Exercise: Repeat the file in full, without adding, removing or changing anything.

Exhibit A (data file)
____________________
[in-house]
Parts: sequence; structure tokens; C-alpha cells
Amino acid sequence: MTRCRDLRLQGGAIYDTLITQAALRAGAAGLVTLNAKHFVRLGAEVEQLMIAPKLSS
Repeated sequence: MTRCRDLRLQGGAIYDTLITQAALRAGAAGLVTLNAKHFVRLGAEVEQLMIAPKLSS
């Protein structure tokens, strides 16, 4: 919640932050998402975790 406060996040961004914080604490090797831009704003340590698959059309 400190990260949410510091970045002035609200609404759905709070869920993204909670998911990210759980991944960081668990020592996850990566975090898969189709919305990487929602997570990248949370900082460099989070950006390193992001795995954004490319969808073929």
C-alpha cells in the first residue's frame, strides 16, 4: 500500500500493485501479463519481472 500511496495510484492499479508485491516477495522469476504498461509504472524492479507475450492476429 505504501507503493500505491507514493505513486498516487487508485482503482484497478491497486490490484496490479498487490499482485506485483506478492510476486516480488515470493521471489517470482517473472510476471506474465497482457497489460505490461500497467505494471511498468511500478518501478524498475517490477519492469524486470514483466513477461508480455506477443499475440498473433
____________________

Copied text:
[in-house]
Parts: sequence; structure tokens; C-alpha cells
Amino acid sequence: MTRCRDLRLQGGAIYDTLITQAALRAGAAGLVTLNAKHFVRLGAEVEQLMIAPKLSS
Repeated sequence: MTRCRDLRLQGGAIYDTLITQAALRAGAAGLVTLNAKHFVRLGAEVEQLMIAPKLSS
């Protein structure tokens, strides 16, 4: 919640932050998402975790 406060996040961004914080604490090797831009704003340590698959059309 400190990260949410510091970045002035609200609404759905709070869920993204909670998911990210759980991944960081668990020592996850990566975090898969189709919305990487929602997570990248949370900082460099989070950006390193992001795995954004490319969808073929």
C-alpha cells in the first residue's frame, strides 16, 4: 500500500500493485501479463519481472 500511496495510484492499479508485491516477495522469476504498461509504472524492479507475450492476429 505504501507503493500505491507514493505513486498516487487508485482503482484497478491497486490490484496490479498487490499482485506485483506478492510476486516480488515470493521471489517470482517473472510476471506474465497482457497489460505490461500497467505494471511498468511500478518501478524498475517490477519492469524486470514483466513477461508480455506477443499475440498473433